Screwing our retirees is HOW WE ROLL

Screwing our retirees is HOW WE ROLL

Monday, April 2, 2012

Portland gets a number 1 (hopefully they won't take this away)

http://www.travelandleisure.com/articles/americas-greenest-cities/2

(what does travel and leisure know about transit anyway?)

4 comments:

Erik H. said...

Once T&L realizes that half of Portland's power generation is definitely NOT green (as compared to Seattle's 90% green power); and that much of Portland's power comes at a huge environmental price - a power plant in Boardman, fueled by coal, and built specifically to skirt environmental regulations; a massive landfill not too far from said power plant, requiring some 80 trucks a day to run through the Columbia Gorge National Scenic Area.

Or that less than 5% of trips taken are by transit; auto usage still as an 80% travel share; Portland's carpool program lags behind anyone else. Portland is sprawling just like any other city - 40 miles from Troutdale to Forest Grove. That much of the Willamette River is heavily polluted, and lined with EPA Superfund sites.

And how about that Vancouver actually predates Portland by 100 years - when Fort Vancouver was established, Portland was nothing but marshes and swamps; so much that Lewis & Clark didn't even mention much about what would become Portland. Most of what is now downtown and N.W. Portland is nothing but fill - can you take a swim in Guild's Lake? Point to Balch Creek. You can't - they're both filled in or covered over.

Portland's streetcar system was actually abandoned a decade before Los Angeles' - and Portland didn't get help from National City Lines, either (NCL didn't own the Portland system). Portland, today, continues to rely on an aging bus fleet that is more polluting than current models, and refuses to "right-size" the bus fleet (smaller vehicles for neighborhood routes that get better fuel economy - a Freightliner Sprinter bus gets three times the miles per gallon as TriMet's 1600 or 1900 series vehicles; or larger buses such as articulated or double-deck buses for higher capacity - more passengers for the same fuel consumption as a 40 foot bus.)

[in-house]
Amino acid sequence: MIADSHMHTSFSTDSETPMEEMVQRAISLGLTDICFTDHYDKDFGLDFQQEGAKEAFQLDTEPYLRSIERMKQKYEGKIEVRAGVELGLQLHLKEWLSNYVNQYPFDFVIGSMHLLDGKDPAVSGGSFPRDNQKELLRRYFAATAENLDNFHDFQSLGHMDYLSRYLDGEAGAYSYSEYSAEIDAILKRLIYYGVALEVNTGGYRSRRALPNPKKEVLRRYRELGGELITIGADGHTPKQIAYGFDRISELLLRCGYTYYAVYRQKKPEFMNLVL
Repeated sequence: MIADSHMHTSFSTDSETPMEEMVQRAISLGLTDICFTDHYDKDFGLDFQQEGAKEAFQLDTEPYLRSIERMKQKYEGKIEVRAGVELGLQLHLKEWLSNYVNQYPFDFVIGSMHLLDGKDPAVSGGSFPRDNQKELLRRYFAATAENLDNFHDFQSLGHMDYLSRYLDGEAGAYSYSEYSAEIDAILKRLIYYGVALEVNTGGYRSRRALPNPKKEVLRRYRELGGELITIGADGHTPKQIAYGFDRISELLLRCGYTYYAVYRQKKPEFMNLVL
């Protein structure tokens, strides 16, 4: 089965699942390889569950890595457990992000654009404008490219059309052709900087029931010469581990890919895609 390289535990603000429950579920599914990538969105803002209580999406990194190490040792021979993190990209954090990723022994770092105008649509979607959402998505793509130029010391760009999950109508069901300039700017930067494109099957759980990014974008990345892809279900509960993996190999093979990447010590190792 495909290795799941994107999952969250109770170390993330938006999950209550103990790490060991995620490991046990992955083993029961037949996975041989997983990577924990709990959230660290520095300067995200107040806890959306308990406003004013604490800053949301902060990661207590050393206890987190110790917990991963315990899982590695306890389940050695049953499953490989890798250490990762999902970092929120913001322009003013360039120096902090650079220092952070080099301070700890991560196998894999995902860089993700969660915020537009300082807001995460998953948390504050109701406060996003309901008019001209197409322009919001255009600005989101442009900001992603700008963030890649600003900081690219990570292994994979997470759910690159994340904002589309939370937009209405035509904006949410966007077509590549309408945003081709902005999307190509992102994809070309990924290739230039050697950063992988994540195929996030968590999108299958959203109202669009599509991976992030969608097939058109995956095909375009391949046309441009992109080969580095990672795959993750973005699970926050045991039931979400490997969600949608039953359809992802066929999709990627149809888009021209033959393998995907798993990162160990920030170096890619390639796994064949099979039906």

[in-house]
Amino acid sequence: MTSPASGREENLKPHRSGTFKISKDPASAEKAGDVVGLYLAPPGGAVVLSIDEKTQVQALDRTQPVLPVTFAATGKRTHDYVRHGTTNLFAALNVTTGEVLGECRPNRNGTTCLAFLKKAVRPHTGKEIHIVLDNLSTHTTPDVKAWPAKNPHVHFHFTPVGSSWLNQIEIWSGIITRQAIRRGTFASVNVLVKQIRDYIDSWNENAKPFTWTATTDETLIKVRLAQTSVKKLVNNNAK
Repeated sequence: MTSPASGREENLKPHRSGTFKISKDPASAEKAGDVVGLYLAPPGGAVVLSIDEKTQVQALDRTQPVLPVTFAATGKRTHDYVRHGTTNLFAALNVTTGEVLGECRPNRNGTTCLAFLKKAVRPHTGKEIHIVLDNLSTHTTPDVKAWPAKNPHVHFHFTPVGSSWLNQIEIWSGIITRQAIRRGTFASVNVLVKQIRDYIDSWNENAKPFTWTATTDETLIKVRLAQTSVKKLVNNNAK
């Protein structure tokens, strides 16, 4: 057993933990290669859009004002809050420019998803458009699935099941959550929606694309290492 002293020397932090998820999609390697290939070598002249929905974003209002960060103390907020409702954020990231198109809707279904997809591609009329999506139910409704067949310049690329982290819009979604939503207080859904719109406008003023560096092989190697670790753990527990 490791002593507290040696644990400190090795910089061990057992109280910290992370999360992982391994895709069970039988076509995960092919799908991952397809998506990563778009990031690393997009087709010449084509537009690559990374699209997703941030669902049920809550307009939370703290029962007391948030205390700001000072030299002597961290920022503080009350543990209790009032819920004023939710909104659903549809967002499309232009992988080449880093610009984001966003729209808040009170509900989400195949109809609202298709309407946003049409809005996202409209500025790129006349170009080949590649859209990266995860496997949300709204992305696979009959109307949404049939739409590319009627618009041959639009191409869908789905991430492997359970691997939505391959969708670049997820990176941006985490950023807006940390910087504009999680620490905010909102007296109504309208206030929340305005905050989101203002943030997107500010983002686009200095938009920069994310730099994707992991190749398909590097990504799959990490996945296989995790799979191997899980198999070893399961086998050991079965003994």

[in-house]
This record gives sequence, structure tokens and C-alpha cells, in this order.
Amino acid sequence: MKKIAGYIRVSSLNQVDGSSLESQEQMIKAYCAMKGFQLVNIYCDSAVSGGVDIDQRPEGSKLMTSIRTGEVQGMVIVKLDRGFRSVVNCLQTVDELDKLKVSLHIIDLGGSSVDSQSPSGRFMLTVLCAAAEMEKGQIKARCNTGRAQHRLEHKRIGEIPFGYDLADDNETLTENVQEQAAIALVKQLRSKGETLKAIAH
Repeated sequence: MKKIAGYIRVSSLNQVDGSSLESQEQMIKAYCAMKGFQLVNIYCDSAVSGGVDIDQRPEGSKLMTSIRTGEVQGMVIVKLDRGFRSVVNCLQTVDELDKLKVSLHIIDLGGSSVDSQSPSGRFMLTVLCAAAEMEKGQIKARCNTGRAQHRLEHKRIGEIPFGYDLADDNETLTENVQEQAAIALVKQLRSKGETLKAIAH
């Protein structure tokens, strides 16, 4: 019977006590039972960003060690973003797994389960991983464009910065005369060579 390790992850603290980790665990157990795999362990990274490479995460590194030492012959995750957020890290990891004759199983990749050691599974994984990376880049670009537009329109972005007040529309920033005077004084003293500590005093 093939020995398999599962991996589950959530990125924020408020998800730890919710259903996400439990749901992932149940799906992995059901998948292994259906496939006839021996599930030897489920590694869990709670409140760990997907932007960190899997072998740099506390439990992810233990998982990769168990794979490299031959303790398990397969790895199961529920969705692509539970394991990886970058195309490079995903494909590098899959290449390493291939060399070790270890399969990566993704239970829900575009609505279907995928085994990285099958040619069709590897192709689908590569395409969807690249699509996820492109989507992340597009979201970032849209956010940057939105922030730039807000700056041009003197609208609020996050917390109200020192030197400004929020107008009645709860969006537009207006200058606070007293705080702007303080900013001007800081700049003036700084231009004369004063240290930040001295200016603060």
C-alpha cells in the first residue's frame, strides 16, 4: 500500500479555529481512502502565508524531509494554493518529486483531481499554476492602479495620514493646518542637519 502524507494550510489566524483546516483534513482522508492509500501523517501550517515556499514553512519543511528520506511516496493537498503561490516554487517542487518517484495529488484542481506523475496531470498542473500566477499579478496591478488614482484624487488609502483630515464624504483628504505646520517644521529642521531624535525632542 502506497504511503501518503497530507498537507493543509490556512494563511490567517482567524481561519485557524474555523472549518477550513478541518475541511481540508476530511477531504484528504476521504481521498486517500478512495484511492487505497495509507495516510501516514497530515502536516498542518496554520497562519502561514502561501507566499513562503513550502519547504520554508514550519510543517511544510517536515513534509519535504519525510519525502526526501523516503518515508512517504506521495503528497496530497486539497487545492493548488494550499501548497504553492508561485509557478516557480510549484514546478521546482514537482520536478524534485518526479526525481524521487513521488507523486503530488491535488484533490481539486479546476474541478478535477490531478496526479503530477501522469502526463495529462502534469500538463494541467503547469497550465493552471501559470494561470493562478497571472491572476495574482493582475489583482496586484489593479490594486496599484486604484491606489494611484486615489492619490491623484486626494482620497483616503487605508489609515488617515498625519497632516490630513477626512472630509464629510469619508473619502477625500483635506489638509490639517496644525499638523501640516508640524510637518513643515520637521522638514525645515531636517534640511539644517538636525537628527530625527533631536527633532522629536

I don't judge a book by its cover. Rip apart the post card, live in the city...there is much more to Portland than the Red Line MAX from PDX to the Convention Center.

Jason McHuff said...

How much of that (e.g. the power consumption) does the city control? (And doesn't PGE have the highest green power enrollment?) Isn't it true that, given the extra weight of the bigger vehicle and more riders, an articulated or double-decker bus would consume more fuel?

Jason McHuff said...

Point to Balch Creek

You mean this Balch Creek?

Erik H. said...

"How much of that (e.g. the power consumption) does the city control?"

PGE is franchised to do business in the City of Portland. The City could revoke the franchise. So, in reality, quite a bit of control.

"And doesn't PGE have the highest green power enrollment?"

And what is that enrollment? 5% Woo hoo. No. Woo. Hoo.

"Isn't it true that, given the extra weight of the bigger vehicle and more riders, an articulated or double-decker bus would consume more fuel?"

And isn't it true, Jason, that while the vehicle itself would have slightly worse fuel economy when compared on a vehicle miles per gallon basis, the larger vehicle actually carries much more passengers - and as a result on a passenger-mile-per-gallon basis which truly represents the work done by the vehicle, the larger vehicle gets better fuel economy.

But, hey, enjoy Balch Creek in that nice big concrete viaduct as it passes through N.W. Portland. (It's that black, dotted line on the map you were so generous in sharing...you know, that creek you can't see because it's covered by urban sprawl in the City of Portland.) Oh, yeah, the same city that frequently dumps human waste in Fanno Creek - a NOT capped creek home to one of the region's premier parks and bike trails...and not in Portland.